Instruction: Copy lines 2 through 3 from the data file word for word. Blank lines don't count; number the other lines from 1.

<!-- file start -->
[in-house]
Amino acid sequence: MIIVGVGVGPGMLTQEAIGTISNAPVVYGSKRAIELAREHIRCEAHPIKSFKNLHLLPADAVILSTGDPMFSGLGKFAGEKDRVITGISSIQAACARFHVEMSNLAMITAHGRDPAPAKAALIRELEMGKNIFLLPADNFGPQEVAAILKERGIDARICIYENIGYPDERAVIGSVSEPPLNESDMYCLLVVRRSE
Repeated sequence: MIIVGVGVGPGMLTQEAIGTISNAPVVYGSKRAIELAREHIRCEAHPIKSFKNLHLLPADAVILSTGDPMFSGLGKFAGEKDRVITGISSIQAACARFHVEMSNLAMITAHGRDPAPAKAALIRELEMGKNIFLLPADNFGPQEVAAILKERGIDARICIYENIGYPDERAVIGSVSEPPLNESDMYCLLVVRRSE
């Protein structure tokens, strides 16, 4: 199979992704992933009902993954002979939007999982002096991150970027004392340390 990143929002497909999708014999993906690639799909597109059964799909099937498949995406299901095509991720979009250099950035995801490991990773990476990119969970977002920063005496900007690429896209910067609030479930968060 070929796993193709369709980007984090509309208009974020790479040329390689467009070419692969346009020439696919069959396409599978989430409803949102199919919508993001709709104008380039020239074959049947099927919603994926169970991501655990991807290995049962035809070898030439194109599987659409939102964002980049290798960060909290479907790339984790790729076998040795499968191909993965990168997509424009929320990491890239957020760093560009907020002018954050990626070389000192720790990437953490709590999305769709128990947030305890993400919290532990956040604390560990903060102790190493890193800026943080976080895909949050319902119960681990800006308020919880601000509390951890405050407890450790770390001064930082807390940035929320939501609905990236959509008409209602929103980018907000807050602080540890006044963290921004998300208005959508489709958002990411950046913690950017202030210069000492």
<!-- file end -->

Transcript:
Amino acid sequence: MIIVGVGVGPGMLTQEAIGTISNAPVVYGSKRAIELAREHIRCEAHPIKSFKNLHLLPADAVILSTGDPMFSGLGKFAGEKDRVITGISSIQAACARFHVEMSNLAMITAHGRDPAPAKAALIRELEMGKNIFLLPADNFGPQEVAAILKERGIDARICIYENIGYPDERAVIGSVSEPPLNESDMYCLLVVRRSE
Repeated sequence: MIIVGVGVGPGMLTQEAIGTISNAPVVYGSKRAIELAREHIRCEAHPIKSFKNLHLLPADAVILSTGDPMFSGLGKFAGEKDRVITGISSIQAACARFHVEMSNLAMITAHGRDPAPAKAALIRELEMGKNIFLLPADNFGPQEVAAILKERGIDARICIYENIGYPDERAVIGSVSEPPLNESDMYCLLVVRRSE